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Operation Utah
Part of Vietnam War
Date 4–7 March 1966
Location Quảng Ngãi Province, South Vietnam
15°14′06″N 108°42′36″E / 15.235°N 108.71°E / 15.235; 108.71
Result U.S./ARVN victory
Belligerents
United States
Flag of South Vietnam.svg South Vietnam
Flag of North Vietnam.svg North Vietnam
Commanders and leaders
BG Jonas M. Platt
Strength
United States 2nd Battalion 7th Marines
3rd Battalion 1st Marines
2nd Battalion 4th Marines
2nd Battalion 7th Marines
South Vietnam 1st Airborne Battalion
5th Airborne Battalion
37th Ranger Battalion
Vietnam 21st Regiment
Casualties and losses
United States 98 killed, 278 wounded
South Vietnam 30 killed, 120 wounded
Vietnam 600 killed, 5 captured

Operation Utah was a US Marine Corps and Army of the Republic of Vietnam (ARVN) operation that took place northwest of Quảng Ngãi, lasting from 4–7 March 1966, during the Vietnam War.

PreludeEdit

Following the conclusion of Operation Double Eagle, the ARVN 2nd Division received intelligence that the People's Army of Vietnam (PAVN) 21st Regiment had moved into the area northwest of Quảng Ngãi.[1] The plan was for the ARVN 1st Airborne Battalion to secure a landing zone at Chau Nhai, 15 km northwest of Quảng Ngãi and the 2nd Battalion 7th Marines would then deploy into the landing zone and then both Battalions would move southeast along Route 527 with the ARVN patrolling north and the Marines patrolling south of Route 527.[1]

BattleEdit

4 MarchEdit

On the morning of 4 March Marine A-4s and F-4s and U.S. Air Force B-57s carried out airstrikes on the landing zone before the helicopter landings commenced at 09:00, however the incoming helicopters of Marine Aircraft Group 36 were met with intense anti-aircraft fire and one UH-1E gunship of VMO-6 and an F-4 from VMFA-531 were shot down.[1] Despite the persistent anti-aircraft fire by 10:30 the ARVN Airbone had been deployed to the landing zone and encountered little resistance on the ground.[1]:110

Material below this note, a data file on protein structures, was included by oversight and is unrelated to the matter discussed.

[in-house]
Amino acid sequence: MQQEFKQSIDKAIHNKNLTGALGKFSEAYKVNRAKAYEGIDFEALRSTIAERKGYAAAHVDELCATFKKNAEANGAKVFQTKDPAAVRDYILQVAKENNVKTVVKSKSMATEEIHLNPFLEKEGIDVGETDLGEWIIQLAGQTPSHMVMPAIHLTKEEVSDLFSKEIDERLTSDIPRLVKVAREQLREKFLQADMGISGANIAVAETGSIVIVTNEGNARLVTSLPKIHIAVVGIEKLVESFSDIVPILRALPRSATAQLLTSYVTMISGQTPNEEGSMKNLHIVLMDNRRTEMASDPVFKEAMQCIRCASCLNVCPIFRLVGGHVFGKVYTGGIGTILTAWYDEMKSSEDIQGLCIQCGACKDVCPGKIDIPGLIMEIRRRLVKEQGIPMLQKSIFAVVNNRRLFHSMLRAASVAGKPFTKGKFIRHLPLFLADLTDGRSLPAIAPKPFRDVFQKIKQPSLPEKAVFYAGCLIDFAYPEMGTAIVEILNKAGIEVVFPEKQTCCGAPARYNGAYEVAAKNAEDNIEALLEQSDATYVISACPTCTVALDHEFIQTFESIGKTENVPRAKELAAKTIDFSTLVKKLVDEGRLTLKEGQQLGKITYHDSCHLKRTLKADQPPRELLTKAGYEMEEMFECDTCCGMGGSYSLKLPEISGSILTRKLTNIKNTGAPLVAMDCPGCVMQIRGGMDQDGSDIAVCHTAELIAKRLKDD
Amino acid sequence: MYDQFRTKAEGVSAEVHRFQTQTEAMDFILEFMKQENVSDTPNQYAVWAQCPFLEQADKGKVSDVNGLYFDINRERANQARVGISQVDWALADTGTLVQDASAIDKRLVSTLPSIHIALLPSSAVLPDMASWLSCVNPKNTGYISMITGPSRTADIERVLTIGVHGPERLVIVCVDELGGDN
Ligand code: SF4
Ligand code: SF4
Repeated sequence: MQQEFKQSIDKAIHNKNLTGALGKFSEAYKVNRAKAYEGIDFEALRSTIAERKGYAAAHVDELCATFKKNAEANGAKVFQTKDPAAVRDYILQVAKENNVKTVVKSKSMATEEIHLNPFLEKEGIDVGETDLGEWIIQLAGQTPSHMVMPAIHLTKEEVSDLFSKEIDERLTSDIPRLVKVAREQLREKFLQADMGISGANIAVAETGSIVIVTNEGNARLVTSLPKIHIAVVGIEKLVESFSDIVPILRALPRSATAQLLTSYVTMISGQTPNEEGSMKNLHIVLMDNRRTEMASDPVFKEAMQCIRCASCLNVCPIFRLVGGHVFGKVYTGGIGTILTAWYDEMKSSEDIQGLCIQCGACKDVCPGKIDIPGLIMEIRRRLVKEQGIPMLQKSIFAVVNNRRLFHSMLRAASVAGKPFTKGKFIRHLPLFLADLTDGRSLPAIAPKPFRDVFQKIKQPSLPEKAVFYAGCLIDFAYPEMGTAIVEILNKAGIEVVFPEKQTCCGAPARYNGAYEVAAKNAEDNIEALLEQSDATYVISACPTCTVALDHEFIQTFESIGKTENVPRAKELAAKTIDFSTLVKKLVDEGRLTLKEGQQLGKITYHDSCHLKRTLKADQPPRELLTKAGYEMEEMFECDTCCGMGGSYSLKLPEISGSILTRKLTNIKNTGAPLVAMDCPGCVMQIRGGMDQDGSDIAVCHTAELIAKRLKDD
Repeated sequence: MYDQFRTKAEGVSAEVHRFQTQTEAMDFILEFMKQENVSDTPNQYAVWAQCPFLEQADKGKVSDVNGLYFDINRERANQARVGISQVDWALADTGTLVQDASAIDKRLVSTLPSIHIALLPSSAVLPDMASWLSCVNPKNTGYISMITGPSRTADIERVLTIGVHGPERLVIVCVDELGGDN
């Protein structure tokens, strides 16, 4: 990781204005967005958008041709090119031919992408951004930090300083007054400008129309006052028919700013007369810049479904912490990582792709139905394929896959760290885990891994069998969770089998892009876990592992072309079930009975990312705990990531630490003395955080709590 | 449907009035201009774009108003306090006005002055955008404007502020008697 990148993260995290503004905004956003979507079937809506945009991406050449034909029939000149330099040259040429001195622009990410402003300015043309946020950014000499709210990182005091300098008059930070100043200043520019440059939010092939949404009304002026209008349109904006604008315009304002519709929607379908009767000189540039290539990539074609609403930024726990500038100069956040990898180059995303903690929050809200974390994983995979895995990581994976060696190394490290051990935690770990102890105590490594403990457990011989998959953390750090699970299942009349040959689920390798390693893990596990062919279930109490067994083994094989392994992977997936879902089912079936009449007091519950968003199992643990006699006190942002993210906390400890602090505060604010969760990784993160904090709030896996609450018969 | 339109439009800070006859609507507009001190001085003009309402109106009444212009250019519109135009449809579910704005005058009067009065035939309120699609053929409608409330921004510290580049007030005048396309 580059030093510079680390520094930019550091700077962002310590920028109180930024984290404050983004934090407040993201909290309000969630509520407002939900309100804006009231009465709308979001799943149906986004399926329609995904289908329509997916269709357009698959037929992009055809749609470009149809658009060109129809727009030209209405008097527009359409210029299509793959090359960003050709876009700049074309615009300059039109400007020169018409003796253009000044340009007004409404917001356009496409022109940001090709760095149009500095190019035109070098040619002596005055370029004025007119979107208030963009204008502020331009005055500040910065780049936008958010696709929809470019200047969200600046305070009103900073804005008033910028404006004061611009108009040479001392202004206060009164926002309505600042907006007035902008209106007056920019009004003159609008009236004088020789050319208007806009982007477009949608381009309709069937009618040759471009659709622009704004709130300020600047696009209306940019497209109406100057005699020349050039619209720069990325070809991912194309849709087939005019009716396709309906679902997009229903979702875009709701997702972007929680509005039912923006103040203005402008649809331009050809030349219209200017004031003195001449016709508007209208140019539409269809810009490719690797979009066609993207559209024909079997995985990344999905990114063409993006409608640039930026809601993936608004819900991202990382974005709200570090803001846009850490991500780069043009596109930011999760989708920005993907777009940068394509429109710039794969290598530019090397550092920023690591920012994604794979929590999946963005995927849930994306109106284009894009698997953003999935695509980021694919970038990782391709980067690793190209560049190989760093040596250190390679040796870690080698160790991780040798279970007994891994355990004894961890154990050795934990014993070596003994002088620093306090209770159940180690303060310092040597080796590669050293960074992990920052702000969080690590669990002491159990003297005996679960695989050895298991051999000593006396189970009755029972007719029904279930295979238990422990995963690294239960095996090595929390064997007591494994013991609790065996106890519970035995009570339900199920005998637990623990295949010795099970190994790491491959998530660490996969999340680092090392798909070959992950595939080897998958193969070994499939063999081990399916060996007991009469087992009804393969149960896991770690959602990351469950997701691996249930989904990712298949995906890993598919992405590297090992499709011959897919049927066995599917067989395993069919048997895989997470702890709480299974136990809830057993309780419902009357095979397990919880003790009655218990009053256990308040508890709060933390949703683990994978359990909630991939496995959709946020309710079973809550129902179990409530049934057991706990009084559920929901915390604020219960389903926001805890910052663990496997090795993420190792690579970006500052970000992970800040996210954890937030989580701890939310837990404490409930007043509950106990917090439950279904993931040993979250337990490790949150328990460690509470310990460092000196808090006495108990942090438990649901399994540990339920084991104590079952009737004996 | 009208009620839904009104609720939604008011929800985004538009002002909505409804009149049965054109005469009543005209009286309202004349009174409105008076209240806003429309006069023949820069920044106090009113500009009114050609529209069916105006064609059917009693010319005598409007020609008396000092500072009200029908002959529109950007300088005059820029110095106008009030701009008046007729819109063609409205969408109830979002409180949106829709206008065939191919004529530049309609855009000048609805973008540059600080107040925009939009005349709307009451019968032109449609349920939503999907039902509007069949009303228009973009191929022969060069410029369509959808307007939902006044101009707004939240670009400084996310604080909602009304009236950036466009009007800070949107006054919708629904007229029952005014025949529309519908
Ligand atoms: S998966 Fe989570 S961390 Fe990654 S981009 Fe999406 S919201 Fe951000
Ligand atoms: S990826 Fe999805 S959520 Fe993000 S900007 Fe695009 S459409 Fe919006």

The landing of the Marines which commenced at approximately 10:40 was again met with heavy anti-aircraft fire and one UH-34 was shot down. By 13:00 the entire Battalion had been landed.[1]:110

As the ARVN moved out of the landing zone they encountered strong opposition around Chau Nhai and Hill 50 and by 13:30 they had called for support from the Marines, who turned and moved to support the ARVN. As the Marines advanced on Hill 50 they came under intense fire from an estimated force of 2 PAVN Battalions, the lines were so close that the Marines were unable to call in air and artillery support.[1]:112 A gap developed between the Marines left flank and the ARVN as the ARVN refused to moved forward and the PAVN exploited this gap cutting off two platoons of Company F for several hours until supported by Company H.[1]:112–3

As darkness approached the Marines withdrew under the cover of air and artillery strikes to night-defensive positions. The PAVN probed the Marine positions at night and helicopter resupply missions were met with anti-aircraft fire. The Marines launched a night assault on an anti-aircraft position killing at least 20 PAVN and continuous air support and artillery fire was directed against PAVN positions and trails leading into the area.[1]:114